Ghana, like any other serious or developing nation, has a duty and obligation to beat and manage the COVID-19 pandemic and also attain its developmental goals. As individuals, families, communities, organisations, institutions and businesses, that obligation also confronts us.
Indeed, as we would admit, there is competition globally over which nations are showing commitment and initiative in fighting the pandemic, while we stay afloat rolling out our economic and developmental agenda.
We must admit, too, that there is a race to manage the threat from the pandemic as well as generate responses and strategies in controlling the negative impacts of the pandemic. And Ghana has stakes in that competition.
Indeed, as a nation returning not too long ago from an IMF programme, that duty becomes imperative. And, particularly, having done remarkably well in managing and controlling the first wave of the pandemic, expectations are high from outside and within that we continue to lead, in showing the way, at least, on the African continent.
That is why as citizens, workers, entrepreneurs, chief executive officers, traditional and religious leaders, among others, we have a huge responsibility to ensure that everything works on our markets and workplaces, churches and mosques and, significantly, our educational institutions where distancing is a natural challenge.
When President Nana Addo Dankwa Akufo-Addo launched his reporting system on managing the crisis, we at Daily Statesman believe, like all Ghanaians, that he had in mind a programme of citizens being responsible and showing initiative and leadership at all levels in improving lives and livelihoods.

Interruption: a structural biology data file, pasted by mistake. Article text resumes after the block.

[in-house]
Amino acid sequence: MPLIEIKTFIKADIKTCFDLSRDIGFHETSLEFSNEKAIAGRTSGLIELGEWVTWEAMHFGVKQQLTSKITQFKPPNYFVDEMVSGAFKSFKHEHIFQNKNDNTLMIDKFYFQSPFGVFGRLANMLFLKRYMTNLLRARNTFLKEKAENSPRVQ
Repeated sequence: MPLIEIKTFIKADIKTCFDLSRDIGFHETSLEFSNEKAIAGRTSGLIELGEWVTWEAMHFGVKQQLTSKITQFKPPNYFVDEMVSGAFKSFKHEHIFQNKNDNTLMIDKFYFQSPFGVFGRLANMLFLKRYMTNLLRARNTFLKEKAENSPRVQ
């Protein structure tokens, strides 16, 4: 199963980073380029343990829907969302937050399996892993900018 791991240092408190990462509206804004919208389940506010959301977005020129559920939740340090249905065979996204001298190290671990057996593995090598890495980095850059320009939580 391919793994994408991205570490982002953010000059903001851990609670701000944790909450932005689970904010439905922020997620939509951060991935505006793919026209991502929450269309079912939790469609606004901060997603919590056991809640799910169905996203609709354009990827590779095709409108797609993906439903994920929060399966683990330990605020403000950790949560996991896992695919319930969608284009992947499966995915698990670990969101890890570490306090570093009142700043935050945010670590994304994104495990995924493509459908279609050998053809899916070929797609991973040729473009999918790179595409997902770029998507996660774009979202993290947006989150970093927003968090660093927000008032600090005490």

He expected, too, that every community and individual, regardless of that person’s station in life, would act to stay safe. And he also believed that would culminate in each citizen doing his best in navigating the threat as we responsibly improve ourselves.
That is why we believe, like most decent Ghanaians, that retreating to another lockdown cannot be the enduring answer, when being careful is basically what it takes to fight the threat.
For the police and other members of the security agencies to be chasing us before we do what is in our interest is, therefore, to underrate the potential of the virus to cause harm to us or the threat it poses to our physical and socio-economic survival.
Ghanaians love to work. Indeed, particularly in the case of the huge informal economy population we have on our hands, working from home as a policy cannot be an option, in our opinion, though some businesses may even be saving resources working virtually.
Whichever strategies we have in mind, the responsibility we have as citizens and as families is to supremely stay safe and diligent, in helping collectively to defeat the virus.
It is therefore important that the economic actors in our largely informal commercial transport sector as well as markets and churches take the message serious.
Additionally, for our friends who cannot do without parties, funerals and weddings or club activity, this is the time to avoid unnecessary risks, if we want to live, work in peace and fulfil our aspirations in life.
Because we live in a nation whose fortunes are tied to how we conduct ourselves, maintaining the safety protocols wherever we find ourselves will enable us sail these stormy waters.
Better still, that understanding and commitment will help us attain our national goals as an emerging and middle-class economy, in which we have capacity to create hope and security for our children and children’s children.
Let us just remember that an ounce of safety and hard work a day is all it takes to defeat the virus, while those same doses in negligence may land us in avoidable jeopardy.